European Respiratory Society


To investigate why human leukocyte-associated antigen-DRB1*0301 (HLA-DRB1*0301) positive Scandinavian patients have a better prognosis than HLA-DRB1*0301 negative patients, the present authors examined patterns of cytokine expression in bronchoalveolar lavage (BAL) cells and BAL fluid (BALF) from patients with pulmonary sarcoidosis and controls.

Using real-time PCR, the mRNA expression of selected cytokines in BAL cells from newly diagnosed, untreated nonsmoking patients (n = 25) and controls (n = 11) was quantified. Cytokine protein levels in BALF from patients (n = 34) and controls (n = 11) were assessed using cytometric bead array. The patients were evaluated and stratified into two subgroups: HLA-DRB1*0301 positive (all with an acute onset) and HLA-DRB1*0301 negative (all with an insidious onset).

When comparing patients and controls, BAL cells of the patients expressed significantly higher levels of interferon (IFN)-γ and interleukin (IL)-10 mRNA. There were significantly decreased IFN-γ and tumour necrosis factor (TNF)-α mRNA levels, and a tendency toward higher levels of transforming growth factor-β1 mRNA in HLA-DRB1*0301 positive compared with HLA-DRB1*0301 negative patients. Protein levels of IL-1β, IL-2, IL-6, IL-12p70 and TNF-α in BALF were significantly higher in patients. HLA-DRB1*0301 positive patients exhibited tendencies to lower levels of most cytokines in BALF.

In conclusion, the present data show a reduced expression of T-helper cell type-1 cytokines in human leukocyte-associated antigen-DRB1*0301 positive patients, which may relate to their good prognosis.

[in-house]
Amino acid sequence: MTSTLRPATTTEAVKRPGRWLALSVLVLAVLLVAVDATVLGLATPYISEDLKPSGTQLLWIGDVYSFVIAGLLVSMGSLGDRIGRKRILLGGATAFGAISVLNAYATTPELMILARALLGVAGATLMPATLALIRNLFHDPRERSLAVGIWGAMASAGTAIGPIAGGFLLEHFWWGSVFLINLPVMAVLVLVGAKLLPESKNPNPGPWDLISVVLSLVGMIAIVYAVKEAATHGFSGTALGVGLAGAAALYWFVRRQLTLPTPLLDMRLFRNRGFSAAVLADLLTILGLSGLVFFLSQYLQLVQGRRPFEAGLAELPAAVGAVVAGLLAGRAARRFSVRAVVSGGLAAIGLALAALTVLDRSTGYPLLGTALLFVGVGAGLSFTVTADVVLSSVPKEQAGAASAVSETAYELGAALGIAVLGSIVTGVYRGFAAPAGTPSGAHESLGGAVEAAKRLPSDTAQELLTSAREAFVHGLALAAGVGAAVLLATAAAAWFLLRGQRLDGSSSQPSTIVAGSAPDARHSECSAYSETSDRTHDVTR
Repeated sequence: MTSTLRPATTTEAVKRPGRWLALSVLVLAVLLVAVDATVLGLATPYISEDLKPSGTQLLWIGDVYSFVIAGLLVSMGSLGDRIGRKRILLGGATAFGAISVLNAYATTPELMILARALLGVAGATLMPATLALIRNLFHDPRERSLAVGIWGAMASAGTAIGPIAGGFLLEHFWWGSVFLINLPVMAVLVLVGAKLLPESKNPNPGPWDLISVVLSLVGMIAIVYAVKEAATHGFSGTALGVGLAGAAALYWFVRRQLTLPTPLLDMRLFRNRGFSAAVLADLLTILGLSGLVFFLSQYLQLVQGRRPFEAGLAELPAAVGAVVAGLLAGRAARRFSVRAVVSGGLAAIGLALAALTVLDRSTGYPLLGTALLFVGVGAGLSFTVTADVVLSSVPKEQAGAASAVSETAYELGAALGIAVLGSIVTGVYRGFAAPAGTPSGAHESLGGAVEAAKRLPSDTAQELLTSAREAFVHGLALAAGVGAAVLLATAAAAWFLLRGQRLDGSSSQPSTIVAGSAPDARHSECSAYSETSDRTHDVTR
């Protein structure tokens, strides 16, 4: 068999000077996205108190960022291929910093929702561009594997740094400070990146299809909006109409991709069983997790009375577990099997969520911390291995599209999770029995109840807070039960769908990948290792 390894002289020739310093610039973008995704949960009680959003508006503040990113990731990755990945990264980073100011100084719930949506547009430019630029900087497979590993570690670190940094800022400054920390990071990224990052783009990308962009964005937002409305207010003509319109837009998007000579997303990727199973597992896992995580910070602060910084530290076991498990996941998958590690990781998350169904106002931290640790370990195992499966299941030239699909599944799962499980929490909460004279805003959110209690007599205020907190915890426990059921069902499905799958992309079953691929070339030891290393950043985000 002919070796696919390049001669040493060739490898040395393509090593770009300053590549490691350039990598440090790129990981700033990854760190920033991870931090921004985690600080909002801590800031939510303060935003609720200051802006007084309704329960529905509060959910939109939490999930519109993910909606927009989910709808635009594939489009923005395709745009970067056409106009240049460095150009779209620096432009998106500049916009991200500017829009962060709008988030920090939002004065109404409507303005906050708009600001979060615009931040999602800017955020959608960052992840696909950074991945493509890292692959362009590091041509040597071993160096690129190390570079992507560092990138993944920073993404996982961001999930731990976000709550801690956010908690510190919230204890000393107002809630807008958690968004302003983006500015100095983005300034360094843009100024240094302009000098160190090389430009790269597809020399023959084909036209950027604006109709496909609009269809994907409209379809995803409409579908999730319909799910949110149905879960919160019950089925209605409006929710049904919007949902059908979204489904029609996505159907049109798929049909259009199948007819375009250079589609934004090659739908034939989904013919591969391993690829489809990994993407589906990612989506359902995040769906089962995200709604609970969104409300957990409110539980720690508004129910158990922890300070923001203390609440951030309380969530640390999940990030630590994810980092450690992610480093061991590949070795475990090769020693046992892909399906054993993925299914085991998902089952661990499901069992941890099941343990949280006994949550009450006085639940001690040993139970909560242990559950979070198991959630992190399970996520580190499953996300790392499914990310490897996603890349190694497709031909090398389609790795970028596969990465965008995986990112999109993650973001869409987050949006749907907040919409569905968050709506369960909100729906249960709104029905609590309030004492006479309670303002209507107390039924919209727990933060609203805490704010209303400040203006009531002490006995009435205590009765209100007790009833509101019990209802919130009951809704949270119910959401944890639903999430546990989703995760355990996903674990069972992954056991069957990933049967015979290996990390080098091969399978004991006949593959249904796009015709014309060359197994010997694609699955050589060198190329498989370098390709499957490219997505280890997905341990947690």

Sarcoidosis, a systemic inflammatory disease of unknown origin, is characterised by an accumulation of activated CD4+ T-cells, which is accompanied by granuloma formation in the involved organ 1. Pulmonary sarcoidosis resolves either spontaneously or with treatment, or develops into a chronic disease with a risk for fibrosis. An imbalance in the expression of T-helper cell type (Th)1/Th2 cytokines by alveolar cells has been suggested to be of importance for the outcome of a pulmonary immune response in sarcoidosis 2, 3. A number of studies on mRNA and protein levels of interleukin (IL)-2 and interferon (IFN)-γ in the lungs 46 support the concept of sarcoidosis as a Th1-mediated disease. IL-12 acts as an important mediator of the Th1 polarisation in sarcoidosis 7. Recently, Barbarin et al. 8 reported elevated levels of IL-12p40, but not IL-12p70 protein in the bronchoalveolar lavage fluid (BALF) of patients with sarcoidosis. This may indicate elevated levels of IL-23, since IL-12p40 is also part of the IL-23 heterodimer. In addition to this, the macrophage-derived cytokines IL-1β, IL-6 and tumour necrosis factor (TNF)-α, which have been shown to be important for initiation of inflammatory response and granuloma formation, are expressed at higher levels in patients with active sarcoidosis 9, 10. Increased levels of TNF-α have, moreover, been reported to correlate with a prolonged disease course in sarcoidosis 2, 11. Anti-inflammatory cytokines have not been as well characterised in sarcoidosis, although increased levels of IL-10 and transforming growth factor (TGF)-β have been reported in patients with active sarcoidosis 6, 12. Zissel et al. 12 reported that patients with active disease and increased TGF-β release in bronchoalveolar lavage (BAL) cell culture had a better prognosis with a spontaneous remission within 6 months.